Rare Book Monthly

Articles - June - 2016 Issue

A Tale of Two Not Too Bright Book Thieves

Mr. Luo surreptitiously shoves books into his pants.

Book thieves are often clever, though not ethical, but even the smartest of thieves eventually makes a mistake. Frequently, it will come in attempts to sell the material, such as an eBay listing for a rare item that an expert, perhaps thousands of miles away, suspects is a stolen copy. Other times, the thief may leave evidence behind – the notorious dropped razor blade on the library floor, or the gap in the bookshelves. However, the thief who broke into All The Rage Comics in Festus, Missouri, left something behind no thief should ever leave behind. He left his cellphone.

 

The burglar hit the comic book store early in the morning before opening by breaking through the back door. He didn't take much, the most notable item being the store's cash register (it was empty). Why a thief would even bring a cellphone to a burglary is hard to understand, but take it out and leave it on the counter? Couldn't he have waited until he left the scene of the crime to check up on his social media? When police arrived, he received a call. Naturally, he was not there to answer it, but when the ringing stopped, the phone, which was lying face up, displayed a photograph. It was a picture of its owner. He was flexing his muscles, displaying he was more brawn than brains. A check of the phone revealed further identification of the thief. He was arrested the following day.

 

In turn, the shop described itself as the "home of the 'smart' phone bandit." The phone was smart, but not the bandit.

 

Another not too bright "book collector" appeared on camera in a book store in Weinan, a city of 5 million in China's Shanxi Province. Sometimes, it's not such a good idea to appear on film. A Mr. Luo went to his local store and priced out a book he wanted to buy. He then picked out ten others he did not wish to buy. That is not to say he did not want the books, he just didn't want to buy them. So he stuffed the other ten inside his pants.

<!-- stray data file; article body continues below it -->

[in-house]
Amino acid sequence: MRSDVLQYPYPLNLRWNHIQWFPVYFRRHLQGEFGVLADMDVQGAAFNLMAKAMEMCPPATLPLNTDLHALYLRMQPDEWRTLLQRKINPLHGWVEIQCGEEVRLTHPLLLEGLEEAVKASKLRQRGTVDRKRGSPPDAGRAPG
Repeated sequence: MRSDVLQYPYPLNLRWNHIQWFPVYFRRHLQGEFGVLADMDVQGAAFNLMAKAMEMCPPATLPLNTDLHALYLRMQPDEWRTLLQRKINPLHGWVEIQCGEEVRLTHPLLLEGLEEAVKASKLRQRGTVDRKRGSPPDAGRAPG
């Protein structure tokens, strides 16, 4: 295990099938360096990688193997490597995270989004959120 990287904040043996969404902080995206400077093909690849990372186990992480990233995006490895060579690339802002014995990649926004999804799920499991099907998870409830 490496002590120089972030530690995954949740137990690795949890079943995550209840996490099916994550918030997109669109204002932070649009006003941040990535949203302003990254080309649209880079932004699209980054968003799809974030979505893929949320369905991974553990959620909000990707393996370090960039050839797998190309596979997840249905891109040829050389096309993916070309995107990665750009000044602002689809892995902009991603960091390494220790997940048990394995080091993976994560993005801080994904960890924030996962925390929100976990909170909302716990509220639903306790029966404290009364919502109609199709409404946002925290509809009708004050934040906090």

How he managed to walk to the cashier's station that way, or why his awkward gate was not obvious, is not clear. No one noticed, no one, that is, except the lady at the other end of the camera. Mr. Luo quite unwisely chose to stuff the books in his pants in front of a security camera. Like leaving your cellphone behind, this is one of those things a thief should never do. Presumably, he knows this now.

 

Not only was the security camera capturing his every move, it was being viewed live at the other end by the shopkeeper. She became suspicious that Mr. Luo was holding his books down, not up, as people normally do when reading them. She became even more leery when she observed him pushing the books into his waist. After the gentleman purchased his book and proceeded to exit, the shopkeeper asked if he had any other books, to which Mr. Luo replied no. With that, she called the police, who promptly searched and arrested him. Mr. Luo explained he was getting the books to sell to a friend, who most likely was not a devoted reader, but someone in the business of selling stolen books.

 

Some book thieves are smarter than others, but there's only one sure way not to get caught. Don't steal in the first place.

Rare Book Monthly

  • Manuscript Masterpieces from the Schøyen Collection
    London auction, 11 June
    BROWSE NOW
    Christie’s, Explore now: The Holkham Hebrew Bible. In Hebrew, decorated manuscript on vellum [Toledo, 2nd quarter 13th century]. £1,500,000–3,000,000
    Christie’s, Explore now: The Crosby-Schøyen Codex. In Coptic, manuscript on papyrus [Upper Egypt, middle 3rd century / 4th century]. £2,000,000–3,000,000
    Christie’s, Explore now: The Geraardsbergen Bible. In Latin, illuminated manuscript on vellum [Southern Netherlands, late 12th century]. £700,000–1,000,000